In all parts of the world, farmers face myriad risks. Not only do farmers face the same risks that we all face - disability, health crisis, etc. - but the additional risks of being dependent on external factors like the weather for their livelihoods. In Bangladesh those risks are magnified, in particular due to recurrent floods and droughts.
These high uninsured risks take a heavy toll on welfare, productivity, income, and asset ownership. Many farmers and rural inhabitants avoid potentially profitable but risky investments as a self-insurance against possible shocks. Missed opportunities for growth keep people in poverty.
Entrepreneurial farmers pursuing growth opportunities face additional risks. Microfinance clients, for example, have little opportunity for assistance if an income shock, such as a major flood, occurs. Typical microfinance rules do not allow clients to take out a second loan to help with the recovery, and accessing new sources of credit after income losses is often impossible.
This lack of available financing after income losses pushes many clients to make difficult decisions. Farmers are faced with either defaulting on their existing loan payments and losing access to future credit, or taking other costly steps such as selling their remaining assets, reducing education and health spending for their family, or reducing food consumption. These costly coping strategies often pass poverty on to their children.
Researchers supported by the Feed the Future Innovation Lab for Assets & Market Access have worked with microfinance partners (BRAC) to explore a portfolio of flexible risk-handling instruments that offer assistance in the event of a shock, without compromising clients’ willingness and ability to save and repay loans. The Emegency Loan is designed to offer clients an avenue to access additional financing in times of distress while also allowing them to maintain good standing with the microfinance institution.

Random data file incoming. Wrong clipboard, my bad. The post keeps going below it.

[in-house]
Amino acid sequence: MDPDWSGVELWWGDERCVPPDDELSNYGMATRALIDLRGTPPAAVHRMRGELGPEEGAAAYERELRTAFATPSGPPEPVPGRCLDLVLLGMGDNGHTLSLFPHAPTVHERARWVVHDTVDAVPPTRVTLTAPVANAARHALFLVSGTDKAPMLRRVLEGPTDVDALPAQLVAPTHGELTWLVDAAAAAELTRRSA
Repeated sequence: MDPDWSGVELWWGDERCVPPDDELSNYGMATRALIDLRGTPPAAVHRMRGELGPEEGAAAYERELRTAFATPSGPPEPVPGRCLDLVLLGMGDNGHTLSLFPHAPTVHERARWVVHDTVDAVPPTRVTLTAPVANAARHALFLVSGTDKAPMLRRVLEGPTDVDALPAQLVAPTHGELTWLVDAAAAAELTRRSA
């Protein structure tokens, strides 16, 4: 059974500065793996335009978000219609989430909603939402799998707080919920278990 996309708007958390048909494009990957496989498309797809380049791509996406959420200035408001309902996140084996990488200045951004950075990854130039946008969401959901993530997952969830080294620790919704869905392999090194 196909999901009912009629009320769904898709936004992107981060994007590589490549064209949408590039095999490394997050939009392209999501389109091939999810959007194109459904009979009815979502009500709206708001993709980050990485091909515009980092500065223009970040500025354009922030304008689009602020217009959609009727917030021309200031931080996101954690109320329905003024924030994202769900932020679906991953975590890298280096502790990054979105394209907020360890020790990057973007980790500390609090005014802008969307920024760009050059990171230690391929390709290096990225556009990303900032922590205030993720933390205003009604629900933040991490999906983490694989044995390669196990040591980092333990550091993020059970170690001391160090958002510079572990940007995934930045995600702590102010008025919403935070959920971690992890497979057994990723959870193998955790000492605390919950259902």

A Promising Opportunity
Other financial innovations for risk management, including index-based insurance, have been explored in a number of contexts, but have proved difficult to promote among farmers due to incomplete coverage of risk, high cost due to insurance company loadings, lack of trust in insurance providers, and a lack of willingness to insure.
By adapting traditional financial products delivered by microfinance institutions, and making them more flexible to meet the needs of farmers and rural inhabitants, many of these challenges faced by index insurance can be overcome.
The Research Study
The new financial innovations described above will be evaluated using a randomized control trial. The broader research project will combine these risk-handling financial innovations with risk-reducing technological innovations (specifically, new rice varieties), to create a portfolio of tools to manage and cope with risk.
On May 1st, 2016 a credit score was generated for the clients from the 200 BRAC branches participating in the study. In 100 treatment branches the eligible clients were contacted and given a referral slip that describes the details of the loan and the concept of pre-approval. The FFWC website is now being monitored daily and when one of the monitors linked to a treatment branch shows flooding, the BRAC branch management will contact eligible clients letting them know that their guaranteed loans are available should they want them.
In the pilot run last summer, the research team found that the clients who took the Emergency Loan overwhelmingly used the capital to reinvest in their productive capacity. Farmers used the credit to purchase new seed and replant their field once the floodwaters receded, families who lost livestock repurchased cattle, and small business owners repaired their shop and purchased new stock.
These early results bring hope that the Emergency Loan will allow clients to recover from the disaster while also maintaining their status as a good borrower.
BRAC, the microfinance partner for this research, currently provides financial services to 5.5 million borrowers, educational services to 1.14 million children, and sanitation services to 25 million people, in 11 countries, including five Feed the Future focus countries (Bangladesh, Haiti, Liberia, Tanzania, and Uganda).
If the financial innovations tested in this research prove successful, they have the potential to be immediately promoted at scale.